Liquid chromatography was the star of the show for Waters and Agilent Technologies at this year’s Pittcon: Both companies released, before crowded show audiences, new mass spec-interfaced LC technologies that they claimed would revolutionize the marketplace — and eventually nearly replace the comparable products they currently sell.
With a well-orchestrated flourish that included an unveiling ceremony, Waters finally introduced its new HPLC product that it had been hinting at for the last several months (see PM 11-21-03). The Acquity Ultra Performance Liquid Chromatography system. Waters executives repeatedly declared that the product was “the biggest breakthrough in separations technology in 25 years,” during their press conference, and predicted that it would completely “redesign the analytical marketplace.” According to Brian Smith, senior director of pharmaceutical and life sciences market development, the UPLC system — which features patented hybrid silicon/polymer 1.7µm particles packed into a 10 cm column and subjected to 15,000 psi of pressure — achieves speeds 10 times those of HPLC runs, with large improvements in peak height, resolution, and sensitivity when fed into a mass spectrometer. He showed the example of a test mix of metabolites fed through the UPLC and analyzed by the company’s Q-TOF. The result was a three-fold increase in ion intensity and the differentiation of four different peaks from what was on an HPLC run only a single peak.
“I’m sure that competitors will be scrambling to show [even] one or two of these capabilities,” Smith said.
Waters’ grandiose introduction of the system has yet to pan out in product acceptance, but the initial response appeared positive: Crowds gathered around the Waters booth throughout the show, and lectures focusing on the system were packed.
Waters is offering the UPLC immediately for a variety of appli-cations, including metabolite and peptide analysis, with interfaces to all Waters’ mass specs except for its single quad. It is not, however, compatible with other vendors’ mass specs — and Waters plans to keep it that way, at least for awhile. “At this point we’re not prepared to go in that direction,” John Morawski, director of worldwide pharmaceutical marketing, told ProteoMonitor.
Although you can get a UPLC with your Q-TOF now, applying the new device to many proteomics applications is not yet possible. Waters is currently trying to fill in that missing link, Tim Riley, vice president of proteomics business development told ProteoMonitor. At this point, UPLC cannot handle volumes below the 100 µL scale — much too large for many proteomics applications, in which scientists often work with samples less than 1 µL. “We are now investigating whether we can produce the low flow rates required for typical proteomics applications,” Riley said. “We don’t know yet [if we can] — stay tuned,” he said. He predicted that feasibility studies would be completed before the end of this year, but Morawski hinted that we might see something sooner.
Should applications to small-volume proteomics experiments be made possible, however, Riley said that many significant improvements to biomarker discovery, in particular, would be possible — including the separation of co-eluting peptides into different peaks, higher sensitiv-ity, and much shorter analysis time.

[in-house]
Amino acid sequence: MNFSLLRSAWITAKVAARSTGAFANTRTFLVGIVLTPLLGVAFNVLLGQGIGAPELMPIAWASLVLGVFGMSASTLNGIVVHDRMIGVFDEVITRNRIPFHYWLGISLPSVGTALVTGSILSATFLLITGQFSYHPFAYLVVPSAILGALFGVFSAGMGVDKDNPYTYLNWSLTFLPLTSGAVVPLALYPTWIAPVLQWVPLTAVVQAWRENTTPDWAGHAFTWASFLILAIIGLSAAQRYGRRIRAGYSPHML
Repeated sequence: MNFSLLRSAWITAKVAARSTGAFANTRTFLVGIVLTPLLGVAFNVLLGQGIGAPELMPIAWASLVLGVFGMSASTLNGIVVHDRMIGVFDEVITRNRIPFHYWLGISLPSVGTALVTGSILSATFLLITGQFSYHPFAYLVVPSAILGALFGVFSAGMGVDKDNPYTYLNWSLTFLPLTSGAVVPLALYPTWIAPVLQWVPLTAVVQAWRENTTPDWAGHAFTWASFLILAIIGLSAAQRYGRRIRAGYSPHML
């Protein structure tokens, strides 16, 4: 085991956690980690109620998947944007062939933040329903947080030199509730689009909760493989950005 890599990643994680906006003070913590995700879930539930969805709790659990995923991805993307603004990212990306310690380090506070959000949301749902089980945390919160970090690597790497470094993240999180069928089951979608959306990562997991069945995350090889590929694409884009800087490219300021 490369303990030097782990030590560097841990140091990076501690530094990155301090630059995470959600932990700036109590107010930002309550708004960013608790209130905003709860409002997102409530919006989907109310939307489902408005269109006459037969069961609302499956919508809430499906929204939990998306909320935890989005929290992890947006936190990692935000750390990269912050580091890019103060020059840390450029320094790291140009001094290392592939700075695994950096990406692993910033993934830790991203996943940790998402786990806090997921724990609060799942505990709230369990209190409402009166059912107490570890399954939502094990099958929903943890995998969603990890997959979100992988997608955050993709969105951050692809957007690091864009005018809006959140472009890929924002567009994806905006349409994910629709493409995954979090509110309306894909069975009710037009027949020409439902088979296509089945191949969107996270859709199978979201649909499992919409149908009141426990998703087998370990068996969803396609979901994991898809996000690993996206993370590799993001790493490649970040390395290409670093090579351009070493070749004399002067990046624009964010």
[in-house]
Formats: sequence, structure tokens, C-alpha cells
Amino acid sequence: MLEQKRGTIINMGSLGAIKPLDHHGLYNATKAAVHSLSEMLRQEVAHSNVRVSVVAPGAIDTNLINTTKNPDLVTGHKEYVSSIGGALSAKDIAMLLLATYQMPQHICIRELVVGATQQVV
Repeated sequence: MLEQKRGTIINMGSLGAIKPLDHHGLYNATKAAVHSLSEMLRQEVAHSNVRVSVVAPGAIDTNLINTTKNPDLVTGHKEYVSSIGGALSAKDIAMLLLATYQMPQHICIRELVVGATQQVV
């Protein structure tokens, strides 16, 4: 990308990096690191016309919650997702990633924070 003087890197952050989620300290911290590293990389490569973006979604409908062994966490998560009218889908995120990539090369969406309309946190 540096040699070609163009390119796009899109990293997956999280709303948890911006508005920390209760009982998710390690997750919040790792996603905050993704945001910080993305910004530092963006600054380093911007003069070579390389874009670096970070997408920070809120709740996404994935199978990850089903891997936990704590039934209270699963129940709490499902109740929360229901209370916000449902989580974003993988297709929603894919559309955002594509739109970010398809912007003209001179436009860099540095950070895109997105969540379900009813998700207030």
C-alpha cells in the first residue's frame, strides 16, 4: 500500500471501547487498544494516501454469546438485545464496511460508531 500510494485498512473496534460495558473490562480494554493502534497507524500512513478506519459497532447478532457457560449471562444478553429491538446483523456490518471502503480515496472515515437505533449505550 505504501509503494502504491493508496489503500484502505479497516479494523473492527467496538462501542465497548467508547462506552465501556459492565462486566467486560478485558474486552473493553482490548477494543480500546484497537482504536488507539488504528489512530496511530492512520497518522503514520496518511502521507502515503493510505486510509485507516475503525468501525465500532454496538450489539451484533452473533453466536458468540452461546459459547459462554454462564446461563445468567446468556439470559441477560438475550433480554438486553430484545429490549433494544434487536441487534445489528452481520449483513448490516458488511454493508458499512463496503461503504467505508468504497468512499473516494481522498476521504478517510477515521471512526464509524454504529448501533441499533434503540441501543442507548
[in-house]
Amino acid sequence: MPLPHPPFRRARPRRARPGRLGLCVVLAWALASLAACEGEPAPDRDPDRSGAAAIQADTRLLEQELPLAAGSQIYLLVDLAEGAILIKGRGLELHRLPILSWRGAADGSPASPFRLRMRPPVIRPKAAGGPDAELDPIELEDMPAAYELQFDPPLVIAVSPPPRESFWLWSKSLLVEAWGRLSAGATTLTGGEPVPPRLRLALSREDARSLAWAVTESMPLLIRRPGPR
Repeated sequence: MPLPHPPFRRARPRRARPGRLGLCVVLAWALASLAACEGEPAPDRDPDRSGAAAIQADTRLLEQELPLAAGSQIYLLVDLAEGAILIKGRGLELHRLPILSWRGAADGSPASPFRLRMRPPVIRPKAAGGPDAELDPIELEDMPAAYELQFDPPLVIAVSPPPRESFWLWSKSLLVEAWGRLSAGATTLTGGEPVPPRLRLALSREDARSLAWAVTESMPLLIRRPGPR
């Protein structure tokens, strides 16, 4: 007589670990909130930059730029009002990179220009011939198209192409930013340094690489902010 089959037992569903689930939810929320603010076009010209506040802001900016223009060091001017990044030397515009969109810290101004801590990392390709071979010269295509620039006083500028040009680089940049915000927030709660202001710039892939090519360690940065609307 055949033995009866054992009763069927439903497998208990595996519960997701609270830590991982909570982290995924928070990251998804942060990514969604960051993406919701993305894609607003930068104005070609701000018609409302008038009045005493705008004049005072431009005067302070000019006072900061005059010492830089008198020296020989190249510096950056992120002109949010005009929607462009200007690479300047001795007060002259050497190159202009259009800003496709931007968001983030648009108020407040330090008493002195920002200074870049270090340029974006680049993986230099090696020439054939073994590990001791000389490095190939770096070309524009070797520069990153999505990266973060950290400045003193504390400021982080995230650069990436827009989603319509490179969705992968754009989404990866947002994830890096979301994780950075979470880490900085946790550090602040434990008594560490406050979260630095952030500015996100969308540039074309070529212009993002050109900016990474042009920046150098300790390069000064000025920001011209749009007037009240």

This is just one of several applications that Waters is working on for UPLC, according to Morawski. “There are three or four applications on the short list,” he said.
Morawski said that for certain applications, he expected a “direct and immediate replacement” of HPLC with UPLC. “We want to expand the market rather than invade it, but we expect there will be instances where this will cannibalize our HPLC,” Morawski said. “And we’re OK with that.”
UPLC will ship by June, and will cost about 25 percent more than Waters’ Alliance HPLC system.
More on the Plate for the Small Biologist
This week Agilent released its ChipLC, a microfluidics-based nano-LC system on a chip. Life sciences senior vice president Chris van Ingen told ProteoMonitor that the chip had such superior ease of use and robustness that it eventually would make clunky traditional nano-LC systems obsolete for all but the most committed “tinkerers.”
The chip uses microfluidics and laser-etched polymer grooves to put the whole LC workflow, including sample preparation and reactions, on the chip, eliminating about 40 percent of the fittings and connections used in Agilent’s 1100 LC series, said LC-MS marketing manager John Michnowicz. Because there are fewer parts to worry about, the chip is more efficient and user-friendly than the old LC system. There also seem to be improvements in sensitivity, although this observation is still being verified at beta test sites, Michnowicz said. The main purpose: to make complex LC systems accessible to less technically savvy biologists. “We want to get away from the expert user and to the biologists,” Michnowicz said. To that end, van Ingen said he expects that most scientists who are “focused on a problem” rather than on building technology will eventually switch to the chip system.
Like Waters’ UPLC, ChipLC is fitted with interfaces to Agilent’s mass specs only. Unlike the UPLC, however, the very first versions of ChipLC — which will not be formally introduced until ASMS in May and will ship at the end of the year at a price comparable to the 1100 LC — will be headed straight for the proteomics market, which is the “first target” for the product, according to Agilent.
The chip that will be released at the end of the year will be “just the beginning of longer term development to combine more steps” in the proteomics workflow onto the chip surface, according to Michnowicz.
Future applications that Agilent hopes to add to the chip include digestion of the protein into peptides, MDLC, and affinity chrom-atography.